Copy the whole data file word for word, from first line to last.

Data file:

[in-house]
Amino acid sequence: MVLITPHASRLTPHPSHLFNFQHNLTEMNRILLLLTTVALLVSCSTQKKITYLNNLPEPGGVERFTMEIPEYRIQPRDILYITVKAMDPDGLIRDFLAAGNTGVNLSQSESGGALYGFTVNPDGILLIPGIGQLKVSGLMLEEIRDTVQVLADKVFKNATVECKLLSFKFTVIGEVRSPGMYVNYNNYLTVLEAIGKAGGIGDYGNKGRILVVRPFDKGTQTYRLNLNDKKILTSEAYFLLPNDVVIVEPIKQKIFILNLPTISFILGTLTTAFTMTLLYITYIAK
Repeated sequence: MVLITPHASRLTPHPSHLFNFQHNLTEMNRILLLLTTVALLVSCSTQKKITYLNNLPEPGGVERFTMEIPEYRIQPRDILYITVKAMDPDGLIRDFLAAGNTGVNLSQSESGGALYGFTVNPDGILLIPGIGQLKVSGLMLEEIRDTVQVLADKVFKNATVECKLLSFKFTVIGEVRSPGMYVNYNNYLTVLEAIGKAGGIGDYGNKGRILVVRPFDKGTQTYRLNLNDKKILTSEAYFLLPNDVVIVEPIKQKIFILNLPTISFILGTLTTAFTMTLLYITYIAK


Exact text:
[in-house]
Amino acid sequence: MVLITPHASRLTPHPSHLFNFQHNLTEMNRILLLLTTVALLVSCSTQKKITYLNNLPEPGGVERFTMEIPEYRIQPRDILYITVKAMDPDGLIRDFLAAGNTGVNLSQSESGGALYGFTVNPDGILLIPGIGQLKVSGLMLEEIRDTVQVLADKVFKNATVECKLLSFKFTVIGEVRSPGMYVNYNNYLTVLEAIGKAGGIGDYGNKGRILVVRPFDKGTQTYRLNLNDKKILTSEAYFLLPNDVVIVEPIKQKIFILNLPTISFILGTLTTAFTMTLLYITYIAK
Repeated sequence: MVLITPHASRLTPHPSHLFNFQHNLTEMNRILLLLTTVALLVSCSTQKKITYLNNLPEPGGVERFTMEIPEYRIQPRDILYITVKAMDPDGLIRDFLAAGNTGVNLSQSESGGALYGFTVNPDGILLIPGIGQLKVSGLMLEEIRDTVQVLADKVFKNATVECKLLSFKFTVIGEVRSPGMYVNYNNYLTVLEAIGKAGGIGDYGNKGRILVVRPFDKGTQTYRLNLNDKKILTSEAYFLLPNDVVIVEPIKQKIFILNLPTISFILGTLTTAFTMTLLYITYIAK